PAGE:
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I have a school assignment to make a 2D platformer game, with a character that moves like a slinky:

Example of slinky movement

(Animated example from the assignment linked above)

  1. At first, the character needs to grow in height over time

  2. When the player presses a button, the character starts to bend toward the next platform

  3. Its height when you press the button determines whether it will hit the next platform

  4. After that it must shrink to its initial size, and it goes over again.

How can I approach this?

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    \$\begingroup\$ There's a lot that could go into such a character - the gameplay logic of staging out the growth/bending/shrinking phases, the math & physics queries needed to check whether it's the right size to hit the platform, the rendering of the shape etc. Which part are you having trouble with at the moment? What have you tried so far, using eg. LineRenderers? \$\endgroup\$ – DMGregory Apr 13 '19 at 11:14
  • \$\begingroup\$ I tried to use the logic of snake game, it means an objects starts flying up and it spawns other objects over time and connects them to the first object. Then when you press a button the initial objects goes left and down dragging all the spawned objects. Im pretty sure its not the right way to do it. \$\endgroup\$ – Val Kul Apr 13 '19 at 11:24
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    \$\begingroup\$ Sounds like a great start - put that in your question! Your next step: take the idea that there's a "right" way to implement a new game feature and set it on fire, until it is nothing but ash. It will be the single biggest obstacle to your progress. Now that we're not caught up on right vs wrong, let's talk about consequences: how does the game behave when you build it the way you've described? Does it meet your goals? In what specific ways does it differ from what you want? Highlighting those differences helps us focus on solutions to those specific problems. \$\endgroup\$ – DMGregory Apr 13 '19 at 11:31
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Like @DMGregory said, there can be multiple ways of doing it. One way can be creating multiple blocks and connecting them to unity's physics joints. (Which you probably tried already)

Another way of doing it would be mesh deformation. You can create a spline bend to make a curve. See this tutorial on Spline Bending. It might help u get started.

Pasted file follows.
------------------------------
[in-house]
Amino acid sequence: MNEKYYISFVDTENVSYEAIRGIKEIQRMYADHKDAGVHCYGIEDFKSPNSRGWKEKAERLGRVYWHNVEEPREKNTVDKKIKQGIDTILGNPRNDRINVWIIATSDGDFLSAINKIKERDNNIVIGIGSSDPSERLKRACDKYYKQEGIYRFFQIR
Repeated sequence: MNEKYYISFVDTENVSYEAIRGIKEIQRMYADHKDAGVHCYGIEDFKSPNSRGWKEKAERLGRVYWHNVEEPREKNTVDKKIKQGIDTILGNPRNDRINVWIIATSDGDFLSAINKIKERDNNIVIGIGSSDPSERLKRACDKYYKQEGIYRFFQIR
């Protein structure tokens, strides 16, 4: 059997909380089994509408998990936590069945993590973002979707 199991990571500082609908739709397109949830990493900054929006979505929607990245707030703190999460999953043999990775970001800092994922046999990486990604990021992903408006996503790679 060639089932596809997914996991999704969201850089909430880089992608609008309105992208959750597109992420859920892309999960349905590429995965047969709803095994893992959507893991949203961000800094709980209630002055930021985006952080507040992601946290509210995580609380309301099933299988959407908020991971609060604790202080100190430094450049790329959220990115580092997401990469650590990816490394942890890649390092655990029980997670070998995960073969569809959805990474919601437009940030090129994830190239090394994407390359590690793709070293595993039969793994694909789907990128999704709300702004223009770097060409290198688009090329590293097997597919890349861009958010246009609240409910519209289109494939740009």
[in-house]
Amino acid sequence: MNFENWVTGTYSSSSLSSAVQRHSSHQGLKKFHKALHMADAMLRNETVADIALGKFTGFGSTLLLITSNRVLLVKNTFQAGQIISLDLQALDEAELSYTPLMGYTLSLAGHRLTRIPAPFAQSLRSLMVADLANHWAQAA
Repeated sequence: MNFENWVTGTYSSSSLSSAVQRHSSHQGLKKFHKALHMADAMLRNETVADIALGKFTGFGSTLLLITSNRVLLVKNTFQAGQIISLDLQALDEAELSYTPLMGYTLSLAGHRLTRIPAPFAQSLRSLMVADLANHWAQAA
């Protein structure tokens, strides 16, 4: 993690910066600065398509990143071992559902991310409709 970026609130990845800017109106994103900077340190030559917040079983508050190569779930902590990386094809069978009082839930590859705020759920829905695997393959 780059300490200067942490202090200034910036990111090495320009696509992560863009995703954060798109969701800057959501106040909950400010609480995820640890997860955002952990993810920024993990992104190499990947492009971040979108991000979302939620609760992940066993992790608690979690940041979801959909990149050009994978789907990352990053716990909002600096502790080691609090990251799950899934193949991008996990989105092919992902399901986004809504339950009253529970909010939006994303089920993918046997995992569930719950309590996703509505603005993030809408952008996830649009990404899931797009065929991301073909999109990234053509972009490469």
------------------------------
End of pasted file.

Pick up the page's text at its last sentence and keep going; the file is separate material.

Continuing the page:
From unity 2018, there is a new feature called Sprite Shape. It makes the sprite bending easy. There are not many tutorials available on Sprite Shape. But you can look into Unity Documentation to get some idea.

So, the idea should be

  1. Scale the sprite on mouse down.

  2. Then On mouse Up-

    (a) Divide the sprite into equal bending points [e.g. Say I wanna split it into 5 points, I will pick the points in each (sprite.bounds.y/5) position]. You can insert point to the spline by spline.InsertPointAt(int index, vector3 point) method.

    (b) Then Bend the sprite in each point. (spline.SetPosition(index, position)). Here you will need some math calculations to pick where the next points should sit.

    (c) When you have the new list of points you can now Lerp to the new points from the old one.

Let know in the comment if it helps, or you could make it work??

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Since you didn't specify the language (maybe it was in the doc, but I can't read cyrillic, I'm sorry) I will give write some pseudocode / description.

First, you need the "slinky" object. I would build it out of two sub classes. "EndBlock" and "FillerBlock". Slinky only has one "EndBlock" to begin with, and is built like this:

buildWithPrecision(int precision){
    for (i){
        createNewFillerBlock()
        addBlockAsAChild()
    }

    createNewEndBlock()
    addBlockAsAChild()
}

At this point you should have a nice, hierarchical structure. This will be useful later.

Bending:

bend(float deltaTime, float bendingSpeed){
    getChildBlock().rotation.add(deltaTime * bendingSpeed);
    getChildBlock().bend();
}

This will work recursively. It should bend all the way until the last child.

At the endblock you should check if it touched the floor:

OnHit(Object other){
    if(other == floor){
        getTopParent().reverseBend();
    }
}

Reverse bend should stop bending, start bending the other way, and inform all the blocks that they have to shrink.

reverseBend(){
    getChild().bend(deltaTime, bendingSpeed);
    startShrinking();
}

I know this is not a fully working solution, but it should be a good way to start the project. If you have more questions, just add a comment.

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  • \$\begingroup\$ The language (Unity C#) is specified in the question's tags. \$\endgroup\$ – DMGregory Apr 13 '19 at 16:40

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